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NFT Briefing: Breaking Down Barriers

Bored Apes may be fashionable for now, but the real fun to be had with NFTs is in the experimental art world.

NFT Briefing: Breaking Down Barriers
Cover image: @0xTjo

Key Takeaways

  • Bored Apes and CryptoPunks may make headlines, but the most interesting work in the NFT space right now is experimental art.
  • NFT technology provides novel ways for artists to experiment with both their art and their relationship with their audience.
  • Some of the artists doing experimental NFT art today could very well end up the art history books.

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The NFT space has seen an explosion of innovation since the technology boomed in 2021—it’s just that you have to do a bit of digging to find it. I’ve highlighted my apathy toward the NFT avatar trend in more pieces than I can count, but it’s worth remembering that there’s a wealth of crypto art that doesn’t follow the CryptoPunks and Bored Ape Yacht Club formula.

Innovation Everywhere

A huge amount of experimentation is happening if you just look beneath the surface. It’s inspiring to see. Many artists are pushing boundaries, not only in their art itself but also in how they engage with their fans. This technology has the power to break down the barrier between creator and fan like nothing we’ve ever seen, and some artists have started leveraging that in novel ways.

The creator of the world’s most expensive NFT, Pak, showed that they understand the NFT community better than anyone as their profile rose in 2021. Besides their $91 million “The Merge” piece that was sold to around 30,000 collectors, they also created a token called ASH that could be redeemed by burning NFTs. Some of Pak’s work was only made available to ASH holders. Genius.

“max pain v2” by Alpha Centauri Kid (Source: Alpha Centauri Kid

While Pak set the benchmark, they’re not the only one to take big risks in the name of innovation. Alpha Centauri Kid recently dropped a limited edition piece and warned collectors that it would become an open edition if anyone listed theirs on the secondary market. Of course someone did, so ACK put the piece up as a 24-hour open edition. I snagged one of these, and before I knew it, the piece had transformed into a derivative (or outright copy, depending on whom you ask) of XCOPY’s “MAX PAIN.” Whatever you think of this approach, it’s hard to fault ACK on his nerve.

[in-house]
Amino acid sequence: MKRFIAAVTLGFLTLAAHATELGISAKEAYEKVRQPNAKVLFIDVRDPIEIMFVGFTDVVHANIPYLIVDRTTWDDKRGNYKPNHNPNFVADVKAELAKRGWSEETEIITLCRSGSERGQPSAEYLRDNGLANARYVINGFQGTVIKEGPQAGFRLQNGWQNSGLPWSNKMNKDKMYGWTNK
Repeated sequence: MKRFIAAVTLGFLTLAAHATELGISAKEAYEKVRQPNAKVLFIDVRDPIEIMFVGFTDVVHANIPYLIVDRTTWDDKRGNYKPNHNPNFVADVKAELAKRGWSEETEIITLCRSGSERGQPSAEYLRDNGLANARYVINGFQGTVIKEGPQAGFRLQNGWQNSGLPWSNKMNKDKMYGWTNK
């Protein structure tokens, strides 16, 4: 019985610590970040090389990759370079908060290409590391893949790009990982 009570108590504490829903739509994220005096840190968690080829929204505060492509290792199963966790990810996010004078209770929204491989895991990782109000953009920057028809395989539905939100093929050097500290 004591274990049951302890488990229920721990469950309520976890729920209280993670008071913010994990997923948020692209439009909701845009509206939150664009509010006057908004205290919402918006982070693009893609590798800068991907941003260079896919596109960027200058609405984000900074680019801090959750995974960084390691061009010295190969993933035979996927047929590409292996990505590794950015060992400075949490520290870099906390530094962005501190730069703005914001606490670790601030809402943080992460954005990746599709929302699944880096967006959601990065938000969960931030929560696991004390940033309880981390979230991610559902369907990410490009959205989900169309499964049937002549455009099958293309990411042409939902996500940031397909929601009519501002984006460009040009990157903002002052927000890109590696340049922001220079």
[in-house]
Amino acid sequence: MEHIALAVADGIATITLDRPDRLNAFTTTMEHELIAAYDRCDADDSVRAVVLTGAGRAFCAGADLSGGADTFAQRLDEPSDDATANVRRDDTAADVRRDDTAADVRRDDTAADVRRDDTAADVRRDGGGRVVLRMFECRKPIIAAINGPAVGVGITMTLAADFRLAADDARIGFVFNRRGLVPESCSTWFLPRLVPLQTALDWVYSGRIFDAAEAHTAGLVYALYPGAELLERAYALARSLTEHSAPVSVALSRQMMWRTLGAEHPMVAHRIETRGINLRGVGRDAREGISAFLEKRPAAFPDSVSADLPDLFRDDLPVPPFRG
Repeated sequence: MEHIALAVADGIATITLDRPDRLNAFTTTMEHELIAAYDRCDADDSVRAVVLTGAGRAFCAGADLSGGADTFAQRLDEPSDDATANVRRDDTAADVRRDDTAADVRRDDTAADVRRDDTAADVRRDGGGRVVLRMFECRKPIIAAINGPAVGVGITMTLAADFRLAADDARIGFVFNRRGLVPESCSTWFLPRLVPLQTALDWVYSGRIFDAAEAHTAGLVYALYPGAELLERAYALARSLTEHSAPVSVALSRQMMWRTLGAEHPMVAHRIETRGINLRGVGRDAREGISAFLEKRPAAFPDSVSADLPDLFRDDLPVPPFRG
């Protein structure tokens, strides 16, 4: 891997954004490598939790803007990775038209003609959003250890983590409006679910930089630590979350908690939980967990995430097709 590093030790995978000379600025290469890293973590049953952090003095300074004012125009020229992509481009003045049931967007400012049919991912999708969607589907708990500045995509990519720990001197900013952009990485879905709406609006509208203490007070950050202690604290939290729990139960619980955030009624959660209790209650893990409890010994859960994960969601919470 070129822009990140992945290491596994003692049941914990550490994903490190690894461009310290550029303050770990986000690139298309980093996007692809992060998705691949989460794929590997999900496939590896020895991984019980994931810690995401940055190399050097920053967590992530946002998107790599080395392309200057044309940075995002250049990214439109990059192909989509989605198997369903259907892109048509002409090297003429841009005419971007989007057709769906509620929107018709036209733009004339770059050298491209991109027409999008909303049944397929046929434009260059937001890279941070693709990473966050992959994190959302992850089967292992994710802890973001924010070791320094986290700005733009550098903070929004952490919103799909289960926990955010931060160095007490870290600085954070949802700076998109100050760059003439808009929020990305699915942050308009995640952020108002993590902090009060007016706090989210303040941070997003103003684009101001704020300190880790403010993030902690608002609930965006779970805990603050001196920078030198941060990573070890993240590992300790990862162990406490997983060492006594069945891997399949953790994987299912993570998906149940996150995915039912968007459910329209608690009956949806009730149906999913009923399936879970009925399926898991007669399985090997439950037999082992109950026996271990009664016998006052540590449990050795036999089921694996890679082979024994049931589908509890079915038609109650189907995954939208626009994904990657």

In another drop that caught my attention, Tyler Hobbs and Dandelion Wist invited collectors to become creators in their collaborative generative art experiment, QQL. I’ve spoken a fair bit about this one so I don’t need to elaborate again here; I’ll just say that I think it will be recognized as an important collection in the distant future.

“This is         , Call me ~bye” (Source: @0xTjo

And in perhaps the wildest drop distribution idea I’ve seen so far, the Canadian artist Tjo is inviting fans to take cold showers for seven days straight to have a shot at minting his latest masterwork. Tjo’s profile soared last month with his widely praised “BLeU” piece that inspired hundreds of reproductions, and his latest stunt feels like another move that will send him to legendary status. 

In short, try not to pay too much attention to celebrities flaunting Bored Apes, the SEC probing Bored Apes, or skeptics complaining about Bored Apes. There’s too much fun to be had elsewhere to focus on this noise, especially with so many artists finding cool ways to invite the likes of you and me to engage with the crypto art movement.

Disclosure: At the time of writing, the author of this piece owned a variety of fungible and non-fungible cryptocurrencies, including ETH, a QQL mint pass, Alpha Centauri Kid’s “max pain v2,” and some Otherside NFTs. They were also midway through Tjo’s cold shower challenge. 

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